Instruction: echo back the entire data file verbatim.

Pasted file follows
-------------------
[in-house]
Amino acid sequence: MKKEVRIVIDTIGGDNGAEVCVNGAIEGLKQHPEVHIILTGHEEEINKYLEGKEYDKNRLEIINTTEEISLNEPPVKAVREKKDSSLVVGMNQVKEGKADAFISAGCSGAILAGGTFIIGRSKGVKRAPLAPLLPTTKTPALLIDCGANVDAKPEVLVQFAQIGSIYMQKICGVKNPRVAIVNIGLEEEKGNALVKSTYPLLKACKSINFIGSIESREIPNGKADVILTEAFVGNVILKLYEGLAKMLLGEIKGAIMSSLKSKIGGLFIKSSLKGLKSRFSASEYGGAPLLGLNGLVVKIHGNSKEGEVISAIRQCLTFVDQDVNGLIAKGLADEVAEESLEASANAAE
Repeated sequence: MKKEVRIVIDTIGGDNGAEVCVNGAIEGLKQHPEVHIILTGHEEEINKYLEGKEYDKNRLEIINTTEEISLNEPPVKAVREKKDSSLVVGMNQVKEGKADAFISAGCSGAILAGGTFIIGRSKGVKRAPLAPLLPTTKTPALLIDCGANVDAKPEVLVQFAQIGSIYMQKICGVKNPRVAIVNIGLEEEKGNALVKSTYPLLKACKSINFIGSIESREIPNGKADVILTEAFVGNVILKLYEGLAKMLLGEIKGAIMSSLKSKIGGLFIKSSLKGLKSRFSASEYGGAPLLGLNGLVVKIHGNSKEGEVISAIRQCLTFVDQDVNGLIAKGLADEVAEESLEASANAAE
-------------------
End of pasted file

[in-house]
Amino acid sequence: MKKEVRIVIDTIGGDNGAEVCVNGAIEGLKQHPEVHIILTGHEEEINKYLEGKEYDKNRLEIINTTEEISLNEPPVKAVREKKDSSLVVGMNQVKEGKADAFISAGCSGAILAGGTFIIGRSKGVKRAPLAPLLPTTKTPALLIDCGANVDAKPEVLVQFAQIGSIYMQKICGVKNPRVAIVNIGLEEEKGNALVKSTYPLLKACKSINFIGSIESREIPNGKADVILTEAFVGNVILKLYEGLAKMLLGEIKGAIMSSLKSKIGGLFIKSSLKGLKSRFSASEYGGAPLLGLNGLVVKIHGNSKEGEVISAIRQCLTFVDQDVNGLIAKGLADEVAEESLEASANAAE
Repeated sequence: MKKEVRIVIDTIGGDNGAEVCVNGAIEGLKQHPEVHIILTGHEEEINKYLEGKEYDKNRLEIINTTEEISLNEPPVKAVREKKDSSLVVGMNQVKEGKADAFISAGCSGAILAGGTFIIGRSKGVKRAPLAPLLPTTKTPALLIDCGANVDAKPEVLVQFAQIGSIYMQKICGVKNPRVAIVNIGLEEEKGNALVKSTYPLLKACKSINFIGSIESREIPNGKADVILTEAFVGNVILKLYEGLAKMLLGEIKGAIMSSLKSKIGGLFIKSSLKGLKSRFSASEYGGAPLLGLNGLVVKIHGNSKEGEVISAIRQCLTFVDQDVNGLIAKGLADEVAEESLEASANAAE